WVU researcher delves into cardiovascular effects of vaping

Vaping has surpassed all other forms of tobacco use in middle- and high-schoolers. New research led by Mark Olfert, an associate professor in the West Virginia University School of Medicine, suggests if teenagers continue to vape into adulthood, the cardiovascular effects may, by some measures, be as dire as if they’d smoked cigarettes.

Gee: Fear of failure must not stop WVU, state from meeting challenges

West Virginia University’s quest for innovation can be seen in the way it addresses curriculum for students who face an ever-changing job market, the issues facing the Mountain State and in its groundbreaking research, President Gordon Gee said Monday in his annual State of the University address.

WVU researchers receive $2.38M grant for hybrid imaging system

Two West Virginia University School of Medicine researchers have received $2.38 million from the National Institutes of Health to build a one-of-a-kind pre-clinical imaging system that integrates PET-scan technology with a magnet-based imaging system that’s akin to MRI.

WVU dermatologist develops app to help medical students spot skin cancer

A dermatologist may distinguish a mole from a tumor based on a glance, the way a cook can tell parsley from cilantro by sniffing it. But medical students don’t have enough experience to make such intuitive diagnoses. Michael Kolodney, who chairs West Virginia University’s Department of Dermatology, has developed a smartphone app to cultivate that intuition in medical students sooner.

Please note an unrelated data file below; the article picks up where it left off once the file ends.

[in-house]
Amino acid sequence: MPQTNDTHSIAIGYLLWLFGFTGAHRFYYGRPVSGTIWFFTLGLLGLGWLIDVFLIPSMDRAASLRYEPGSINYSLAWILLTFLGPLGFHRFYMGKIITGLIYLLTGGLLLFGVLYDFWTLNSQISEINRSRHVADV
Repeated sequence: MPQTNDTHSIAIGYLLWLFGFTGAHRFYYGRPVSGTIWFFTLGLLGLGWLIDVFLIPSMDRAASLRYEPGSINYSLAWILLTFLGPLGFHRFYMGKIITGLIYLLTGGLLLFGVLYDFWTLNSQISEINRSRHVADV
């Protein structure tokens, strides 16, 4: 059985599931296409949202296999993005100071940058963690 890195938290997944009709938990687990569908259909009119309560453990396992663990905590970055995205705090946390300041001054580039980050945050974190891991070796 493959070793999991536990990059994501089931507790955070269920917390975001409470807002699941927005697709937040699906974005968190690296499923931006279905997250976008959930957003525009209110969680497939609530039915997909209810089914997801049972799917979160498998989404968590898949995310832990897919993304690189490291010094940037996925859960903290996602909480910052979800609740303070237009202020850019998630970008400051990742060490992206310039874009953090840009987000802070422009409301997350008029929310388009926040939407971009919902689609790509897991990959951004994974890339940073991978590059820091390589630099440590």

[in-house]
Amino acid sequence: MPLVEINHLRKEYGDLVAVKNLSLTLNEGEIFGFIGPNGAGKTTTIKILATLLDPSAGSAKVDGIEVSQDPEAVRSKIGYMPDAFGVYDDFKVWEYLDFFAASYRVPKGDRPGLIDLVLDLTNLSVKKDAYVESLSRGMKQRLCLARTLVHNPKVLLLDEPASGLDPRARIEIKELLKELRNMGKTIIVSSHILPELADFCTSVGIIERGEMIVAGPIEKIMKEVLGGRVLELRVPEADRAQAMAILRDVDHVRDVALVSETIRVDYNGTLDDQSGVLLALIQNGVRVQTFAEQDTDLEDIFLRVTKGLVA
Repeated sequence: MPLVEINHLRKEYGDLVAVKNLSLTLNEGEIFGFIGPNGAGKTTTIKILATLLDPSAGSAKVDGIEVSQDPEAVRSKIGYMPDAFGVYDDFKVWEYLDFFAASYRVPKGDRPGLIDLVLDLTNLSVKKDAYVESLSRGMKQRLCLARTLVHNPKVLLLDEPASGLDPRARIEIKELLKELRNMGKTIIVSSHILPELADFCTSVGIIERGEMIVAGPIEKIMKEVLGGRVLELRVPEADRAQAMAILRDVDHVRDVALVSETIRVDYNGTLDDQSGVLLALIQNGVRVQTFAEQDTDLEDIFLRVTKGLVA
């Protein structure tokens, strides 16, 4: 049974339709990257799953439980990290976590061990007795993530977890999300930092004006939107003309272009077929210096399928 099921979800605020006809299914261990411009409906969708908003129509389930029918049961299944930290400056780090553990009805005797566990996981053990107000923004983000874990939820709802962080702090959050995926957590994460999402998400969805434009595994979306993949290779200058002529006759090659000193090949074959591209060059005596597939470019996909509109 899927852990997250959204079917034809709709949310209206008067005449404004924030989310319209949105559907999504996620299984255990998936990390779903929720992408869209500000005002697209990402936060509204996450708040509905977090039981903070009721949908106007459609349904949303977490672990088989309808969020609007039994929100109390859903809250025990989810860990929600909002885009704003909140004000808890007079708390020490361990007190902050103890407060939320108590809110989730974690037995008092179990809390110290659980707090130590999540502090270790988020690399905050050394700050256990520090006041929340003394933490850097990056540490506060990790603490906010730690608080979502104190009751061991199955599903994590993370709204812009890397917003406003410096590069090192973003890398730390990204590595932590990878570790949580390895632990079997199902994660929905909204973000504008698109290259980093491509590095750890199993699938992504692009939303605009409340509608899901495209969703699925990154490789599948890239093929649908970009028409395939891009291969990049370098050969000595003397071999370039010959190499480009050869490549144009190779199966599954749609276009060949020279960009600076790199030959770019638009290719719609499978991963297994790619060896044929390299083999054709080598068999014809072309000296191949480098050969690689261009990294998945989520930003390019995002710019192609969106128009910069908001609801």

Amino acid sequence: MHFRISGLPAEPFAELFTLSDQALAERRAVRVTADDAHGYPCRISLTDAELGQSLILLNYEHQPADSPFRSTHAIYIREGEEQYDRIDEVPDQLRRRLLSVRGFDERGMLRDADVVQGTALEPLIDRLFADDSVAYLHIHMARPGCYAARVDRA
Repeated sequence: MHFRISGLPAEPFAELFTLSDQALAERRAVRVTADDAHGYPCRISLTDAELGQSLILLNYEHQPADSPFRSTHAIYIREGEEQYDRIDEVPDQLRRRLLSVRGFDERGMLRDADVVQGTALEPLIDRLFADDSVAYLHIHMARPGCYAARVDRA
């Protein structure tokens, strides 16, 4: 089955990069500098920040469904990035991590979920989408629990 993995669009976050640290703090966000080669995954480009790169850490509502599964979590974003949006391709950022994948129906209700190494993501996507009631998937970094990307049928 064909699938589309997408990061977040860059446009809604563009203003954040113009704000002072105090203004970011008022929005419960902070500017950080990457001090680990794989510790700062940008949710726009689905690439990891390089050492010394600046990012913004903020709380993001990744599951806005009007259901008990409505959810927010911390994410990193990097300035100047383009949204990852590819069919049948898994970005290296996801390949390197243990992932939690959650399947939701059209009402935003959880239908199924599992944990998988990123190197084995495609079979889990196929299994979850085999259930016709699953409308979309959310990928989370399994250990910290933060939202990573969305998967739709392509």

WVU Eye Institute expands, names prominent cornea specialist as director

West Virginia University has named Thomas Mauger to lead the WVU Eye Institute and serve as chair for the Department of Ophthalmology. He will also serve as associate dean for practice plan integration. Mauger is joined by his spouse, Carol Laxson, who will serve as assistant professor in the Department of Ophthalmology and as the director of diabetic retinopathy screening and prevention.

WVU School of Medicine announces new physician assistant program, names director

To meet growing healthcare needs locally and statewide, the West Virginia University School of Medicine is launching a new physician assistant education program. The 26-month, full-time graduate program will lead to a master’s degree in health sciences. The program will begin accepting students in January 2020 and is comprised of four semesters of classroom instruction followed by a full year of clinical training.